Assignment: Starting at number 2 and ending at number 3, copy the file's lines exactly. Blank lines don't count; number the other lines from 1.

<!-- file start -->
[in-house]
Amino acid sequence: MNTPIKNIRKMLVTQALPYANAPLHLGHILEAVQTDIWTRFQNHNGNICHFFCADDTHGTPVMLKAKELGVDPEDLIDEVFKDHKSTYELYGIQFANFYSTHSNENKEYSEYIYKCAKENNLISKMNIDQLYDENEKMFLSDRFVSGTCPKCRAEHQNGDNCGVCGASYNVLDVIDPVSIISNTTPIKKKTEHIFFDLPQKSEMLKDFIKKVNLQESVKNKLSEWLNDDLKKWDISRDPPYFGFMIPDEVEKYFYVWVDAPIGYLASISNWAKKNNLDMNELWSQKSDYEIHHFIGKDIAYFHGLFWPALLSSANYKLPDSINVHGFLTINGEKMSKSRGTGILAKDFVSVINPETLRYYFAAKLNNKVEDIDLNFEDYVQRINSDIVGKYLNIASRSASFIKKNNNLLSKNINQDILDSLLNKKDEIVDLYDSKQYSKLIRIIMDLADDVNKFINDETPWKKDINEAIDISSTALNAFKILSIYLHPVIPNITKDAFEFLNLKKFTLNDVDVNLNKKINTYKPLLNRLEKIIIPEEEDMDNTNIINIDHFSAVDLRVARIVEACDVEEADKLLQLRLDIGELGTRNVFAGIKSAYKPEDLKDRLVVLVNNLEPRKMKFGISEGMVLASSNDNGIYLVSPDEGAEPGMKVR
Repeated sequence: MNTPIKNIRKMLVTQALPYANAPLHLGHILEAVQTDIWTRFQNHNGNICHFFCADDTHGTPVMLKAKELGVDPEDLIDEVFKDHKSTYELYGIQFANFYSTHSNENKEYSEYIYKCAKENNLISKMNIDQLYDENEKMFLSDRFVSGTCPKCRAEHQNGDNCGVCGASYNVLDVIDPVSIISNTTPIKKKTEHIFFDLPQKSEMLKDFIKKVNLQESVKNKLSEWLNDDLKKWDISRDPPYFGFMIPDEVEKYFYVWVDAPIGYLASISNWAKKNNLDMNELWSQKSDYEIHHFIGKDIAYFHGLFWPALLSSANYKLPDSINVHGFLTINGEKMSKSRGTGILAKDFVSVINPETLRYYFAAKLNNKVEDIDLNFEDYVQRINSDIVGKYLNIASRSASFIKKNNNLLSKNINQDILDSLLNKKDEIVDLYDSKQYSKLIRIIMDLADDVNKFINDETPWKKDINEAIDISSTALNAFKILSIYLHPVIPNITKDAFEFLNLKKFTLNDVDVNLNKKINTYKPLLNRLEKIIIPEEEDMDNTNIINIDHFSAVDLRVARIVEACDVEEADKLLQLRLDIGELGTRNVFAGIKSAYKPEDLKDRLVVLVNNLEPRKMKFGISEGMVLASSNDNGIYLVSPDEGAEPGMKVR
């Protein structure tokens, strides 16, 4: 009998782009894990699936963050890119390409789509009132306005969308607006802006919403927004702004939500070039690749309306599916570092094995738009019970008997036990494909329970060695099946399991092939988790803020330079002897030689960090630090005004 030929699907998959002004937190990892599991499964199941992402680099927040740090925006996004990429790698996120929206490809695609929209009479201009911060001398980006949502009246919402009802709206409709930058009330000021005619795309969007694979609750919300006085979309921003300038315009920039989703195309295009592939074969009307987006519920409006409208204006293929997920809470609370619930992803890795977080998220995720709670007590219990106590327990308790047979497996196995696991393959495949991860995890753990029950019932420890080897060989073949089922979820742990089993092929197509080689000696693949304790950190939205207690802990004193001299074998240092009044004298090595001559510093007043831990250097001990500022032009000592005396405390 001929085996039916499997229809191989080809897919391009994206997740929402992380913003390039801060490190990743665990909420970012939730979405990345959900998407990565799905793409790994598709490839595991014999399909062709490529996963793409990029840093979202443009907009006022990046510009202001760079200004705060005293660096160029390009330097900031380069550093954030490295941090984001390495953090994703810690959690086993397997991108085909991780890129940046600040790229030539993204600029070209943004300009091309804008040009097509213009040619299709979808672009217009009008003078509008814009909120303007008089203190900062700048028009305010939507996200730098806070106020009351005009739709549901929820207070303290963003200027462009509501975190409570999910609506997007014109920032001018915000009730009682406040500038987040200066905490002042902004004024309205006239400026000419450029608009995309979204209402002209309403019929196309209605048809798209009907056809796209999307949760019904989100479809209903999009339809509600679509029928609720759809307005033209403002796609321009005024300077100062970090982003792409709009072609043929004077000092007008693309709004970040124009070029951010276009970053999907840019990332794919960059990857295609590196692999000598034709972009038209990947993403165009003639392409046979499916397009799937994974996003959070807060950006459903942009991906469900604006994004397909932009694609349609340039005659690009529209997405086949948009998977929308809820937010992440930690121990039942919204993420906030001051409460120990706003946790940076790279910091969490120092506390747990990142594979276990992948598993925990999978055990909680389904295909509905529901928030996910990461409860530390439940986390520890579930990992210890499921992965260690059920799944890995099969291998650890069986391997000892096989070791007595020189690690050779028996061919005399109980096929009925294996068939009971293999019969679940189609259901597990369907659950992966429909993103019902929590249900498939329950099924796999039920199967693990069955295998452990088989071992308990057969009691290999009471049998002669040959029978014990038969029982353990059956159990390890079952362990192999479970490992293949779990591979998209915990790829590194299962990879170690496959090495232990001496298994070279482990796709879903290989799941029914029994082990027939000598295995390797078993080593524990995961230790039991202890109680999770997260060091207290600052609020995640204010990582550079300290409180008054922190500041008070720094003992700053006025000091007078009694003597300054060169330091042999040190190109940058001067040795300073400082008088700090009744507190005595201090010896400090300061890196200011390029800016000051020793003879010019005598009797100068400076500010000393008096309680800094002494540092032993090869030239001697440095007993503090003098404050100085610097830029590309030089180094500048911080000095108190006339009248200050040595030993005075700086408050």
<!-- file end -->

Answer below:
Amino acid sequence: MNTPIKNIRKMLVTQALPYANAPLHLGHILEAVQTDIWTRFQNHNGNICHFFCADDTHGTPVMLKAKELGVDPEDLIDEVFKDHKSTYELYGIQFANFYSTHSNENKEYSEYIYKCAKENNLISKMNIDQLYDENEKMFLSDRFVSGTCPKCRAEHQNGDNCGVCGASYNVLDVIDPVSIISNTTPIKKKTEHIFFDLPQKSEMLKDFIKKVNLQESVKNKLSEWLNDDLKKWDISRDPPYFGFMIPDEVEKYFYVWVDAPIGYLASISNWAKKNNLDMNELWSQKSDYEIHHFIGKDIAYFHGLFWPALLSSANYKLPDSINVHGFLTINGEKMSKSRGTGILAKDFVSVINPETLRYYFAAKLNNKVEDIDLNFEDYVQRINSDIVGKYLNIASRSASFIKKNNNLLSKNINQDILDSLLNKKDEIVDLYDSKQYSKLIRIIMDLADDVNKFINDETPWKKDINEAIDISSTALNAFKILSIYLHPVIPNITKDAFEFLNLKKFTLNDVDVNLNKKINTYKPLLNRLEKIIIPEEEDMDNTNIINIDHFSAVDLRVARIVEACDVEEADKLLQLRLDIGELGTRNVFAGIKSAYKPEDLKDRLVVLVNNLEPRKMKFGISEGMVLASSNDNGIYLVSPDEGAEPGMKVR
Repeated sequence: MNTPIKNIRKMLVTQALPYANAPLHLGHILEAVQTDIWTRFQNHNGNICHFFCADDTHGTPVMLKAKELGVDPEDLIDEVFKDHKSTYELYGIQFANFYSTHSNENKEYSEYIYKCAKENNLISKMNIDQLYDENEKMFLSDRFVSGTCPKCRAEHQNGDNCGVCGASYNVLDVIDPVSIISNTTPIKKKTEHIFFDLPQKSEMLKDFIKKVNLQESVKNKLSEWLNDDLKKWDISRDPPYFGFMIPDEVEKYFYVWVDAPIGYLASISNWAKKNNLDMNELWSQKSDYEIHHFIGKDIAYFHGLFWPALLSSANYKLPDSINVHGFLTINGEKMSKSRGTGILAKDFVSVINPETLRYYFAAKLNNKVEDIDLNFEDYVQRINSDIVGKYLNIASRSASFIKKNNNLLSKNINQDILDSLLNKKDEIVDLYDSKQYSKLIRIIMDLADDVNKFINDETPWKKDINEAIDISSTALNAFKILSIYLHPVIPNITKDAFEFLNLKKFTLNDVDVNLNKKINTYKPLLNRLEKIIIPEEEDMDNTNIINIDHFSAVDLRVARIVEACDVEEADKLLQLRLDIGELGTRNVFAGIKSAYKPEDLKDRLVVLVNNLEPRKMKFGISEGMVLASSNDNGIYLVSPDEGAEPGMKVR